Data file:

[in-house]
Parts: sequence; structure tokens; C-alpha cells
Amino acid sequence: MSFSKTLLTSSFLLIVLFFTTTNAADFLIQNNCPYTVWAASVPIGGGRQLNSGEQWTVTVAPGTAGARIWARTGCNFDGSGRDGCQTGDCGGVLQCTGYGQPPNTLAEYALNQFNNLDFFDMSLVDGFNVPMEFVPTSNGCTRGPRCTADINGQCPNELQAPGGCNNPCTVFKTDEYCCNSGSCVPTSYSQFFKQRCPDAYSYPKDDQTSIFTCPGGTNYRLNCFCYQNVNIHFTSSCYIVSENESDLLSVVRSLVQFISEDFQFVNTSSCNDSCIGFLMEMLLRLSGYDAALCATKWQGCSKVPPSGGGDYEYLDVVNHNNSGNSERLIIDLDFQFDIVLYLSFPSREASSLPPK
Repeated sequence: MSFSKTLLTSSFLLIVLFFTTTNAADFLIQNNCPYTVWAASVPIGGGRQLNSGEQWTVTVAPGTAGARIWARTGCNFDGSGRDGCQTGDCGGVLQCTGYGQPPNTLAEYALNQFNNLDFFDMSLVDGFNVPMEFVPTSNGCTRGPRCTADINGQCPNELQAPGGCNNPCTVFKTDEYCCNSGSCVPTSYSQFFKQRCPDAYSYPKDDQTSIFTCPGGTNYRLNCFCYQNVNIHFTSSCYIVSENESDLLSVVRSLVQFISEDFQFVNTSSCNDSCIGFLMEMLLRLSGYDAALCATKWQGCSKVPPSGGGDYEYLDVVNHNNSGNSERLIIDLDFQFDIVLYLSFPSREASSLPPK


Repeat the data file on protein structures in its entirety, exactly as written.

[in-house]
Parts: sequence; structure tokens; C-alpha cells
Amino acid sequence: MSFSKTLLTSSFLLIVLFFTTTNAADFLIQNNCPYTVWAASVPIGGGRQLNSGEQWTVTVAPGTAGARIWARTGCNFDGSGRDGCQTGDCGGVLQCTGYGQPPNTLAEYALNQFNNLDFFDMSLVDGFNVPMEFVPTSNGCTRGPRCTADINGQCPNELQAPGGCNNPCTVFKTDEYCCNSGSCVPTSYSQFFKQRCPDAYSYPKDDQTSIFTCPGGTNYRLNCFCYQNVNIHFTSSCYIVSENESDLLSVVRSLVQFISEDFQFVNTSSCNDSCIGFLMEMLLRLSGYDAALCATKWQGCSKVPPSGGGDYEYLDVVNHNNSGNSERLIIDLDFQFDIVLYLSFPSREASSLPPK
Repeated sequence: MSFSKTLLTSSFLLIVLFFTTTNAADFLIQNNCPYTVWAASVPIGGGRQLNSGEQWTVTVAPGTAGARIWARTGCNFDGSGRDGCQTGDCGGVLQCTGYGQPPNTLAEYALNQFNNLDFFDMSLVDGFNVPMEFVPTSNGCTRGPRCTADINGQCPNELQAPGGCNNPCTVFKTDEYCCNSGSCVPTSYSQFFKQRCPDAYSYPKDDQTSIFTCPGGTNYRLNCFCYQNVNIHFTSSCYIVSENESDLLSVVRSLVQFISEDFQFVNTSSCNDSCIGFLMEMLLRLSGYDAALCATKWQGCSKVPPSGGGDYEYLDVVNHNNSGNSERLIIDLDFQFDIVLYLSFPSREASSLPPK